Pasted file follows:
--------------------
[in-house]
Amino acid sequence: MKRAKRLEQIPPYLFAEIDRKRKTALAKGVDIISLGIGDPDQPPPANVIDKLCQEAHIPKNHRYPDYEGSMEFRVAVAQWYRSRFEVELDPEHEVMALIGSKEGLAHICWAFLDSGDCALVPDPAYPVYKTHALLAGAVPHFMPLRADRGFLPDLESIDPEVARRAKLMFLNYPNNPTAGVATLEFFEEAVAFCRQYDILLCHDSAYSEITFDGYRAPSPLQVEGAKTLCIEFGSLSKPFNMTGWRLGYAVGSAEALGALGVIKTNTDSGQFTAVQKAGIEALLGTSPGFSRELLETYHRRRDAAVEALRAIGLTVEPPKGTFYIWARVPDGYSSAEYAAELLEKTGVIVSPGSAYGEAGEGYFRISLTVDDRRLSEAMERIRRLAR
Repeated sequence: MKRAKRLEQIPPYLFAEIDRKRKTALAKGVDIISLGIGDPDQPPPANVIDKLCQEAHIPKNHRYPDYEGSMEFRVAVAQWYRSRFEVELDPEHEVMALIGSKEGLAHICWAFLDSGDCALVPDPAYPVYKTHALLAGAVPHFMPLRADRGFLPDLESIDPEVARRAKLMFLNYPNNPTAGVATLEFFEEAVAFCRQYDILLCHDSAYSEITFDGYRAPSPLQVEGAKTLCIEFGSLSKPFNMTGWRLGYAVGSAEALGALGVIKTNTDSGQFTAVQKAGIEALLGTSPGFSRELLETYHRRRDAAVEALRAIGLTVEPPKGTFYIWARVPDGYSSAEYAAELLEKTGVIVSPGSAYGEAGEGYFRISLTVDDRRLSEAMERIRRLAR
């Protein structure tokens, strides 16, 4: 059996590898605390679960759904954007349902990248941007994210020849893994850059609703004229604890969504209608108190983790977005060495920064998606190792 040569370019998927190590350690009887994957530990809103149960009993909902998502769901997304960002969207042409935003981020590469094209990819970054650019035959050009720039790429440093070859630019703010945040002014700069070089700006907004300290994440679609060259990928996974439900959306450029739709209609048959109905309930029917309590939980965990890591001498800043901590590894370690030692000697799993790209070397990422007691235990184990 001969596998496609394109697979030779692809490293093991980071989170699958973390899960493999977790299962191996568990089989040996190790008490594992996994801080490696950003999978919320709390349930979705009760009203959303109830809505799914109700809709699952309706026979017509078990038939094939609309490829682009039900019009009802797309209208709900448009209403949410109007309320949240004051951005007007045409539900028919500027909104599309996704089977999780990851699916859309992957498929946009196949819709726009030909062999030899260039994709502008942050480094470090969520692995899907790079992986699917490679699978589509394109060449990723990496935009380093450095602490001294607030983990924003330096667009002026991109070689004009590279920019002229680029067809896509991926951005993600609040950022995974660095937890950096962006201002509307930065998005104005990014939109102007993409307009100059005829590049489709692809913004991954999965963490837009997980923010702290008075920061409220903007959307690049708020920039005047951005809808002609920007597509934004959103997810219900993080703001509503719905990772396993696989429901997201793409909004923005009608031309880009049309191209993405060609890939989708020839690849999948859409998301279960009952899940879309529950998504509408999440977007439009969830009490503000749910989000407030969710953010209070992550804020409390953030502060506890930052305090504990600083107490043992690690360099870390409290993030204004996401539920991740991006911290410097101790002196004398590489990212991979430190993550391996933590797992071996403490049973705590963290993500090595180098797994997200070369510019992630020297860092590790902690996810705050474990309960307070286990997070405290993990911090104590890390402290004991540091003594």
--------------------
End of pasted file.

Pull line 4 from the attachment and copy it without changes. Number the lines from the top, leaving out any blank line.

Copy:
């Protein structure tokens, strides 16, 4: 059996590898605390679960759904954007349902990248941007994210020849893994850059609703004229604890969504209608108190983790977005060495920064998606190792 040569370019998927190590350690009887994957530990809103149960009993909902998502769901997304960002969207042409935003981020590469094209990819970054650019035959050009720039790429440093070859630019703010945040002014700069070089700006907004300290994440679609060259990928996974439900959306450029739709209609048959109905309930029917309590939980965990890591001498800043901590590894370690030692000697799993790209070397990422007691235990184990 001969596998496609394109697979030779692809490293093991980071989170699958973390899960493999977790299962191996568990089989040996190790008490594992996994801080490696950003999978919320709390349930979705009760009203959303109830809505799914109700809709699952309706026979017509078990038939094939609309490829682009039900019009009802797309209208709900448009209403949410109007309320949240004051951005007007045409539900028919500027909104599309996704089977999780990851699916859309992957498929946009196949819709726009030909062999030899260039994709502008942050480094470090969520692995899907790079992986699917490679699978589509394109060449990723990496935009380093450095602490001294607030983990924003330096667009002026991109070689004009590279920019002229680029067809896509991926951005993600609040950022995974660095937890950096962006201002509307930065998005104005990014939109102007993409307009100059005829590049489709692809913004991954999965963490837009997980923010702290008075920061409220903007959307690049708020920039005047951005809808002609920007597509934004959103997810219900993080703001509503719905990772396993696989429901997201793409909004923005009608031309880009049309191209993405060609890939989708020839690849999948859409998301279960009952899940879309529950998504509408999440977007439009969830009490503000749910989000407030969710953010209070992550804020409390953030502060506890930052305090504990600083107490043992690690360099870390409290993030204004996401539920991740991006911290410097101790002196004398590489990212991979430190993550391996933590797992071996403490049973705590963290993500090595180098797994997200070369510019992630020297860092590790902690996810705050474990309960307070286990997070405290993990911090104590890390402290004991540091003594």